More for your Monet
FREWVILLE, SA THE trip to Giverny from Paris began slowly. Jean, the driver and guide conducting the small group tour, picked me up from my hotel in the 7th arrondissement on time, but the morning traffic was jammed and we had to make two more inner-city pick-ups. Honking the horn repeatedly, he shrugged, ‘‘This is Paris.’’ C’est la vie.
The countryside was densely settled and I wondered if the beautiful shots of Claude Monet’s garden I’d seen in books had been artfully framed to avoid 14-storey apartment blocks and forests of electricity pylons.
But I was to discover that Giverny is still very much a village, albeit one perpetually bustling with tourists. Our group of eight dispersed with strict instructions to be back at the van on time.
It seems two kinds of visitors go to Giverny. There are those who see Monet’s home and garden as an essential tourist destination to be ticked off on a checklist, while there are art lovers who view the journey as a pilgrimage. Those in the latter category, including me, recognise our fellow pilgrims by the shared look of sublime joy as we gaze at the garden, the pond, the humpbacked bridge and those very familiar waterlilies.
All too soon I needed to make my essential visit to the gift shop. To save time, I asked a sales assistant to recommend something that could be easily and safely carried around Europe before flying to Australia. A moment’s consideration, then she said, ‘‘Monsieur, for you, for Australia, I recommend placemats.’’ She showed me a selection of Monet’s best-known paintings, each one vacuum-sealed with a clear plastic coating. ‘‘ Monet avec plastique? Mais, non!’’ I said to myself. But it was a sensible choice. I selected Impression Soleil Levant, 1873, the painting that became a poster child for impressionism. The mats even came with an impressive provenance — stamped ‘‘Fondation Claude Monet, Giverny’’.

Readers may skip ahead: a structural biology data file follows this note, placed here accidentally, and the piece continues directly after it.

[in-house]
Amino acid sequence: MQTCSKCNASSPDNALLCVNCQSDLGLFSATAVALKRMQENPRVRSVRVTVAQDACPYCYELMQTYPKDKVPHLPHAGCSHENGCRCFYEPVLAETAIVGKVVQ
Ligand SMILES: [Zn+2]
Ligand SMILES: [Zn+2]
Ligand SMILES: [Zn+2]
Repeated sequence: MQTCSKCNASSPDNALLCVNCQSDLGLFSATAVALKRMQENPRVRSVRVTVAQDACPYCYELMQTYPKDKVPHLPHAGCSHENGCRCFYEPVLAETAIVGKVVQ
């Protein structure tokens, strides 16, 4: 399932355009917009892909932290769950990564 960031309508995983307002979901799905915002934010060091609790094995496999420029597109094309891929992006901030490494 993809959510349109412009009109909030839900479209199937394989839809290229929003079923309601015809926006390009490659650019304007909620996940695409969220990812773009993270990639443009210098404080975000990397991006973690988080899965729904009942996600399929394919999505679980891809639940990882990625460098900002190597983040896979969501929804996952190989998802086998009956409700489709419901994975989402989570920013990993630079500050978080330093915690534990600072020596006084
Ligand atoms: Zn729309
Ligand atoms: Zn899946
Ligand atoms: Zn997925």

Now, at home, my breakfast bowls of muesli, cereal or grapefruit rest on Monet; on Sundays, I add eggs and bacon. The placemats cost just a few euros. You could pay about $50 million for an original Monet, but try getting marmalade or tomato sauce off one of those canvases. Monet en plastique is clearly the way to go. Monet’s Garden: Musee Marmottan Monet is at the National Gallery of Victoria until September 8. Send your 400-word contribution to our Follow the Reader column: travel@ theaustralian.com.au. Published columnists receive an Everyday Cashmere Universal Rib Scarf ($85). The unisex scarfs are 140cm long and 25cm wide and available in a wide range of colours. More: everydaycashmere.com.